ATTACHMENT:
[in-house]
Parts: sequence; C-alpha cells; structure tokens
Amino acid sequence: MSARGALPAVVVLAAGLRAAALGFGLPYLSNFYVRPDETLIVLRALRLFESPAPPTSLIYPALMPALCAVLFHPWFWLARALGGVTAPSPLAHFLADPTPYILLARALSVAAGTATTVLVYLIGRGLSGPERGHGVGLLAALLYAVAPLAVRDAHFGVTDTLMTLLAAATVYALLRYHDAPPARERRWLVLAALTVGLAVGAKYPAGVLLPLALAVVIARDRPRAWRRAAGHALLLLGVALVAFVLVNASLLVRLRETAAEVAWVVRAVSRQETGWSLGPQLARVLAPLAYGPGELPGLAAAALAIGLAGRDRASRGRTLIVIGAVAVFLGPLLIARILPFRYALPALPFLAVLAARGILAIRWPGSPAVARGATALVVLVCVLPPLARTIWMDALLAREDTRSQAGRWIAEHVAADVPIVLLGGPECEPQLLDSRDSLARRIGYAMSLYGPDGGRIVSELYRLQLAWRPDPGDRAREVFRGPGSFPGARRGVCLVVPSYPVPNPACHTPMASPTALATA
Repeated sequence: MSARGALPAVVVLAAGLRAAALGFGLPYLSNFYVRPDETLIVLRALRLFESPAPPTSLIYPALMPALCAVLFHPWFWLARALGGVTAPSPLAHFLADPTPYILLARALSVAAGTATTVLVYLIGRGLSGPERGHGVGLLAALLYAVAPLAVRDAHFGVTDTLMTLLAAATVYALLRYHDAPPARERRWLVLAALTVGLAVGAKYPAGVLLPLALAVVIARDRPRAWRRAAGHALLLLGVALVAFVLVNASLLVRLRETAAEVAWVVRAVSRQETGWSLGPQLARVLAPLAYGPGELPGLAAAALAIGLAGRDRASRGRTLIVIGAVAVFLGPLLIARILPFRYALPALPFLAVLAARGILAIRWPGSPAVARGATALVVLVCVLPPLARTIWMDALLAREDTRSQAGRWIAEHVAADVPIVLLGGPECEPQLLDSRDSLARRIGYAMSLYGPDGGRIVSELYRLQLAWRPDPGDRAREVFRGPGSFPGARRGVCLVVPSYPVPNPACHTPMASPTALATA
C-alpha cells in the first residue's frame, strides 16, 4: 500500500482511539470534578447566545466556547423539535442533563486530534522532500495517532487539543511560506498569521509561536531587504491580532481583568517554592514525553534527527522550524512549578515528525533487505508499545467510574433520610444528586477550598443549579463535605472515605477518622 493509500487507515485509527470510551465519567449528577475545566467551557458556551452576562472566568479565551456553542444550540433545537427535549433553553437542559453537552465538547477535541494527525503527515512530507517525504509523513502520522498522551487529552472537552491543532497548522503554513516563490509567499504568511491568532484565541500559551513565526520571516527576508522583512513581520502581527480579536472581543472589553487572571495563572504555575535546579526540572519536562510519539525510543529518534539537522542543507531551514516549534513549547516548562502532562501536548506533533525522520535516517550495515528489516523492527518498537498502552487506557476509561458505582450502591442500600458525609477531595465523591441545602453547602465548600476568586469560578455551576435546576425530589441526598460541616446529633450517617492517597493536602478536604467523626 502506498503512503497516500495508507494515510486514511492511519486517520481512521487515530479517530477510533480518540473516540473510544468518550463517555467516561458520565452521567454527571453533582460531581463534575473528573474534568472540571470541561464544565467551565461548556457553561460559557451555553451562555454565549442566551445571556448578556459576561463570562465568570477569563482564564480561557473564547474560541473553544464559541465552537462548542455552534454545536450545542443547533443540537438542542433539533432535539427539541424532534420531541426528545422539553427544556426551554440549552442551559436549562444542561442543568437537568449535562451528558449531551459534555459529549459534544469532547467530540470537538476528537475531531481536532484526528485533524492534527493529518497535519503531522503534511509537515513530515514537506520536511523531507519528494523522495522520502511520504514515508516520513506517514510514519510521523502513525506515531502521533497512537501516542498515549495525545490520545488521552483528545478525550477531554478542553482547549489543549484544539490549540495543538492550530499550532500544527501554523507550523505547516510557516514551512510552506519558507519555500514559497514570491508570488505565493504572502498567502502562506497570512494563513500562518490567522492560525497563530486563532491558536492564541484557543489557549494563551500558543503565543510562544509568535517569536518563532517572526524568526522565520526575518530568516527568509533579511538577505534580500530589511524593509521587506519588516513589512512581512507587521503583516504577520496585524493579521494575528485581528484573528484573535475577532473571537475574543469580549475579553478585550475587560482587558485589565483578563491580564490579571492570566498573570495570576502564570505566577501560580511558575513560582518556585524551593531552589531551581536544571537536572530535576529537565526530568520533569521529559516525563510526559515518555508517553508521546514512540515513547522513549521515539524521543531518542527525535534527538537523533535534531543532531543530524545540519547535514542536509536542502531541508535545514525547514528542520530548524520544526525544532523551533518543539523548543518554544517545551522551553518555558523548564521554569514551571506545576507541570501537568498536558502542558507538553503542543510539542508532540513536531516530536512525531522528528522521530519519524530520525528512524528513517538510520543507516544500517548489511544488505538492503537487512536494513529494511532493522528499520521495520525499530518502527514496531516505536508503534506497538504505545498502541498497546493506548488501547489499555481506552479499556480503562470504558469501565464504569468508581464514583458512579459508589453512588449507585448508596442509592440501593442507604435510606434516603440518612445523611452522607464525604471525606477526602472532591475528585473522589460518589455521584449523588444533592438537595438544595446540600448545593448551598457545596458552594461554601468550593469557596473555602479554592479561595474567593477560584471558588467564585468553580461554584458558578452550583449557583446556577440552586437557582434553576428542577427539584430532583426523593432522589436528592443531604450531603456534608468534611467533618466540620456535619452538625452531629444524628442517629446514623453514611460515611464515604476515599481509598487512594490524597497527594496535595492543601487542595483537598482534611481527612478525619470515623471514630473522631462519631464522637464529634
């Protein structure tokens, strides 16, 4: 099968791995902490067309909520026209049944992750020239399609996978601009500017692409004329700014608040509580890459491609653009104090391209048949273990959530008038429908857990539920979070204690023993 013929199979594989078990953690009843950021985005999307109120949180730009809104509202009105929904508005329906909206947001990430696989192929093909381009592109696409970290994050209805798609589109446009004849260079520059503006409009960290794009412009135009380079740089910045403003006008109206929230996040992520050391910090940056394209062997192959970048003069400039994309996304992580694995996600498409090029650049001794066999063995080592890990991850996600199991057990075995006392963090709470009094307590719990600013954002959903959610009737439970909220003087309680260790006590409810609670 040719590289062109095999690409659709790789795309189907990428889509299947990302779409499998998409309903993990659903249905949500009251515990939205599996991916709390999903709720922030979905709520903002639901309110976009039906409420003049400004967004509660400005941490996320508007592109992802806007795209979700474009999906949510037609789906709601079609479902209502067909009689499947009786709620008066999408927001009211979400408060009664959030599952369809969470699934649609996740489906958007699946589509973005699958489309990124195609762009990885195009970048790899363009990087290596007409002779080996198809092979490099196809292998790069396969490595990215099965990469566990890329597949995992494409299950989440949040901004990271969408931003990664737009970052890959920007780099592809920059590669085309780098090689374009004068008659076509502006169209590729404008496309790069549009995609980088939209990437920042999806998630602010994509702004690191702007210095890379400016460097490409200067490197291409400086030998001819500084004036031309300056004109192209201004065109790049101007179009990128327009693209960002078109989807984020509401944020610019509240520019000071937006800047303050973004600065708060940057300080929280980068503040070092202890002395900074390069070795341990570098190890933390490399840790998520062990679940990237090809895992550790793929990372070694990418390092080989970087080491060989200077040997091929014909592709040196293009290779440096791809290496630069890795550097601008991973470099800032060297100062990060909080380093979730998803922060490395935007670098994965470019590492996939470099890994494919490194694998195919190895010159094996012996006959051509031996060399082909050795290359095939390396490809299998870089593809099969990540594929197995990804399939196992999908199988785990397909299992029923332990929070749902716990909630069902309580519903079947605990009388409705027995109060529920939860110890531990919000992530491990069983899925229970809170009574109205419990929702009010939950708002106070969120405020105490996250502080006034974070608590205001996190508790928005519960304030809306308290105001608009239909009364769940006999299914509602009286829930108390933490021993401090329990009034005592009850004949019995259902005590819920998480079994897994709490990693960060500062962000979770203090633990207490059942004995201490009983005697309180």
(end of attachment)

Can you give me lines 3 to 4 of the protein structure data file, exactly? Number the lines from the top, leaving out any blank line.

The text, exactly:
Amino acid sequence: MSARGALPAVVVLAAGLRAAALGFGLPYLSNFYVRPDETLIVLRALRLFESPAPPTSLIYPALMPALCAVLFHPWFWLARALGGVTAPSPLAHFLADPTPYILLARALSVAAGTATTVLVYLIGRGLSGPERGHGVGLLAALLYAVAPLAVRDAHFGVTDTLMTLLAAATVYALLRYHDAPPARERRWLVLAALTVGLAVGAKYPAGVLLPLALAVVIARDRPRAWRRAAGHALLLLGVALVAFVLVNASLLVRLRETAAEVAWVVRAVSRQETGWSLGPQLARVLAPLAYGPGELPGLAAAALAIGLAGRDRASRGRTLIVIGAVAVFLGPLLIARILPFRYALPALPFLAVLAARGILAIRWPGSPAVARGATALVVLVCVLPPLARTIWMDALLAREDTRSQAGRWIAEHVAADVPIVLLGGPECEPQLLDSRDSLARRIGYAMSLYGPDGGRIVSELYRLQLAWRPDPGDRAREVFRGPGSFPGARRGVCLVVPSYPVPNPACHTPMASPTALATA
Repeated sequence: MSARGALPAVVVLAAGLRAAALGFGLPYLSNFYVRPDETLIVLRALRLFESPAPPTSLIYPALMPALCAVLFHPWFWLARALGGVTAPSPLAHFLADPTPYILLARALSVAAGTATTVLVYLIGRGLSGPERGHGVGLLAALLYAVAPLAVRDAHFGVTDTLMTLLAAATVYALLRYHDAPPARERRWLVLAALTVGLAVGAKYPAGVLLPLALAVVIARDRPRAWRRAAGHALLLLGVALVAFVLVNASLLVRLRETAAEVAWVVRAVSRQETGWSLGPQLARVLAPLAYGPGELPGLAAAALAIGLAGRDRASRGRTLIVIGAVAVFLGPLLIARILPFRYALPALPFLAVLAARGILAIRWPGSPAVARGATALVVLVCVLPPLARTIWMDALLAREDTRSQAGRWIAEHVAADVPIVLLGGPECEPQLLDSRDSLARRIGYAMSLYGPDGGRIVSELYRLQLAWRPDPGDRAREVFRGPGSFPGARRGVCLVVPSYPVPNPACHTPMASPTALATA